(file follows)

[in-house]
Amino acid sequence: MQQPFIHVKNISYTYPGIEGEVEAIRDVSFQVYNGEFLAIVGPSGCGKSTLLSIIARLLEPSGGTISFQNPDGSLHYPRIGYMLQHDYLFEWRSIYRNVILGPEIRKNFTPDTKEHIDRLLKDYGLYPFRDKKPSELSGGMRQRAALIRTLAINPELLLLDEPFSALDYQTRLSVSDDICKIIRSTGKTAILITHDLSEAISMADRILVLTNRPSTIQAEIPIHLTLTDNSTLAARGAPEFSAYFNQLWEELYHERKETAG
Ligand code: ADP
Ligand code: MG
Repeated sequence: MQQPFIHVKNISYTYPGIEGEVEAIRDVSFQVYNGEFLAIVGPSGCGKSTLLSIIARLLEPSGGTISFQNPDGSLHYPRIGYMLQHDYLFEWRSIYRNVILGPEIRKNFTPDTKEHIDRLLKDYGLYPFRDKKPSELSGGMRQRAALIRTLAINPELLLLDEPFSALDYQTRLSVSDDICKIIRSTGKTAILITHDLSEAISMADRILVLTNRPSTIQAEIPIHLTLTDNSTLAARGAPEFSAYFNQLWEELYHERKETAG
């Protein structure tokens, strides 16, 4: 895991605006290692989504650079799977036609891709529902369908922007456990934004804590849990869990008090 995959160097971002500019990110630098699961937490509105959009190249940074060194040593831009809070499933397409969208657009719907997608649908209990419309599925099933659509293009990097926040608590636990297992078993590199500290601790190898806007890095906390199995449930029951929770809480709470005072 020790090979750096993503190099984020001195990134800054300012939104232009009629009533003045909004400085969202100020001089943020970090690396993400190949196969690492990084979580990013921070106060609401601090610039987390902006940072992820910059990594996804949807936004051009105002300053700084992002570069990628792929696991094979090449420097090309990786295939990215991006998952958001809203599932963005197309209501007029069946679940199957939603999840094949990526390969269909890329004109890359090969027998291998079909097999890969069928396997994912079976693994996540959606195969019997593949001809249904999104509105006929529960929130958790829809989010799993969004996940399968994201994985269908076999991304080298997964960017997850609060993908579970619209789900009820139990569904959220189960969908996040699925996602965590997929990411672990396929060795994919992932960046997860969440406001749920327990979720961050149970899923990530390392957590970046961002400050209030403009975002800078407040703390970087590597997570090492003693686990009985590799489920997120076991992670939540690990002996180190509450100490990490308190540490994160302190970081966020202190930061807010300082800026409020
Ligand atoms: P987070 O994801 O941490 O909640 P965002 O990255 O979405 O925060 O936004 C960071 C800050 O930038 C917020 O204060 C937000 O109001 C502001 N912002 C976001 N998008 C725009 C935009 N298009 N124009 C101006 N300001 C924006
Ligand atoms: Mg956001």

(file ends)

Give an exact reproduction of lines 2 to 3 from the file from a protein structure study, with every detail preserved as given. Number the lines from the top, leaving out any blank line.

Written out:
Amino acid sequence: MQQPFIHVKNISYTYPGIEGEVEAIRDVSFQVYNGEFLAIVGPSGCGKSTLLSIIARLLEPSGGTISFQNPDGSLHYPRIGYMLQHDYLFEWRSIYRNVILGPEIRKNFTPDTKEHIDRLLKDYGLYPFRDKKPSELSGGMRQRAALIRTLAINPELLLLDEPFSALDYQTRLSVSDDICKIIRSTGKTAILITHDLSEAISMADRILVLTNRPSTIQAEIPIHLTLTDNSTLAARGAPEFSAYFNQLWEELYHERKETAG
Ligand code: ADP